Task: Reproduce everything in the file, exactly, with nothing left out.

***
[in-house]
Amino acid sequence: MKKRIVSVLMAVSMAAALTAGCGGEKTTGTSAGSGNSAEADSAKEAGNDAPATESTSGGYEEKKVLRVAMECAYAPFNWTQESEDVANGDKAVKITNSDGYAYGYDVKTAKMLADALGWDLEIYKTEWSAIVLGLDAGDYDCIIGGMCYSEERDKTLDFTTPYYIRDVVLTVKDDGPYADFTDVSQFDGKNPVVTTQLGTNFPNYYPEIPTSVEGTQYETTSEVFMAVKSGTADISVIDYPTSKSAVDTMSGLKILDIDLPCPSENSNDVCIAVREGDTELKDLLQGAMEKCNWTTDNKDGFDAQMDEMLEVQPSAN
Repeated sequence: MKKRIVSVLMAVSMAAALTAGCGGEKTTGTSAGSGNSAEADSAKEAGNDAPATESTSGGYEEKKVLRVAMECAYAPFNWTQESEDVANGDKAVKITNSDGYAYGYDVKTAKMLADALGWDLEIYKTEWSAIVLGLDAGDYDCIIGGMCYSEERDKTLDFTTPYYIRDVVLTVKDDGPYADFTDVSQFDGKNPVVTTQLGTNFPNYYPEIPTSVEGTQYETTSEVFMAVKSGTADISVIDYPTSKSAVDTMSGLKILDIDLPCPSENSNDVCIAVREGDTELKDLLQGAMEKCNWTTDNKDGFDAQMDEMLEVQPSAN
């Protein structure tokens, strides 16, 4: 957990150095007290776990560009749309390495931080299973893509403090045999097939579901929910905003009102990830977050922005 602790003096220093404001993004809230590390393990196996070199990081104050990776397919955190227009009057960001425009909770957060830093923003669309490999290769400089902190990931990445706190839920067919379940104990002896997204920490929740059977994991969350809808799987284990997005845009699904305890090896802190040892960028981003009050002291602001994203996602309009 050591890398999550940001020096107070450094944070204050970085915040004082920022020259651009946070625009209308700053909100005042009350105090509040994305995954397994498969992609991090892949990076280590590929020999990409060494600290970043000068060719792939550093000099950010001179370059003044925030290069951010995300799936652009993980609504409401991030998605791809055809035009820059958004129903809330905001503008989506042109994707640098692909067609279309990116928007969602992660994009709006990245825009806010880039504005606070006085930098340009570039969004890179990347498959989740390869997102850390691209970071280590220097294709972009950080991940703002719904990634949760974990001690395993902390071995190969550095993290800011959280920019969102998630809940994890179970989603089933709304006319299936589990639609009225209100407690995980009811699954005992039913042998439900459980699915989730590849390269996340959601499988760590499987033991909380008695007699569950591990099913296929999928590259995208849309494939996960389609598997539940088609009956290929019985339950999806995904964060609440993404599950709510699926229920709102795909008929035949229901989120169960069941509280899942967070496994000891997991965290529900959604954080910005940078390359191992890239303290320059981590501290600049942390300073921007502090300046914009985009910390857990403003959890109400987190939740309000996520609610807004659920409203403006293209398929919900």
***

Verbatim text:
[in-house]
Amino acid sequence: MKKRIVSVLMAVSMAAALTAGCGGEKTTGTSAGSGNSAEADSAKEAGNDAPATESTSGGYEEKKVLRVAMECAYAPFNWTQESEDVANGDKAVKITNSDGYAYGYDVKTAKMLADALGWDLEIYKTEWSAIVLGLDAGDYDCIIGGMCYSEERDKTLDFTTPYYIRDVVLTVKDDGPYADFTDVSQFDGKNPVVTTQLGTNFPNYYPEIPTSVEGTQYETTSEVFMAVKSGTADISVIDYPTSKSAVDTMSGLKILDIDLPCPSENSNDVCIAVREGDTELKDLLQGAMEKCNWTTDNKDGFDAQMDEMLEVQPSAN
Repeated sequence: MKKRIVSVLMAVSMAAALTAGCGGEKTTGTSAGSGNSAEADSAKEAGNDAPATESTSGGYEEKKVLRVAMECAYAPFNWTQESEDVANGDKAVKITNSDGYAYGYDVKTAKMLADALGWDLEIYKTEWSAIVLGLDAGDYDCIIGGMCYSEERDKTLDFTTPYYIRDVVLTVKDDGPYADFTDVSQFDGKNPVVTTQLGTNFPNYYPEIPTSVEGTQYETTSEVFMAVKSGTADISVIDYPTSKSAVDTMSGLKILDIDLPCPSENSNDVCIAVREGDTELKDLLQGAMEKCNWTTDNKDGFDAQMDEMLEVQPSAN
């Protein structure tokens, strides 16, 4: 957990150095007290776990560009749309390495931080299973893509403090045999097939579901929910905003009102990830977050922005 602790003096220093404001993004809230590390393990196996070199990081104050990776397919955190227009009057960001425009909770957060830093923003669309490999290769400089902190990931990445706190839920067919379940104990002896997204920490929740059977994991969350809808799987284990997005845009699904305890090896802190040892960028981003009050002291602001994203996602309009 050591890398999550940001020096107070450094944070204050970085915040004082920022020259651009946070625009209308700053909100005042009350105090509040994305995954397994498969992609991090892949990076280590590929020999990409060494600290970043000068060719792939550093000099950010001179370059003044925030290069951010995300799936652009993980609504409401991030998605791809055809035009820059958004129903809330905001503008989506042109994707640098692909067609279309990116928007969602992660994009709006990245825009806010880039504005606070006085930098340009570039969004890179990347498959989740390869997102850390691209970071280590220097294709972009950080991940703002719904990634949760974990001690395993902390071995190969550095993290800011959280920019969102998630809940994890179970989603089933709304006319299936589990639609009225209100407690995980009811699954005992039913042998439900459980699915989730590849390269996340959601499988760590499987033991909380008695007699569950591990099913296929999928590259995208849309494939996960389609598997539940088609009956290929019985339950999806995904964060609440993404599950709510699926229920709102795909008929035949229901989120169960069941509280899942967070496994000891997991965290529900959604954080910005940078390359191992890239303290320059981590501290600049942390300073921007502090300046914009985009910390857990403003959890109400987190939740309000996520609610807004659920409203403006293209398929919900």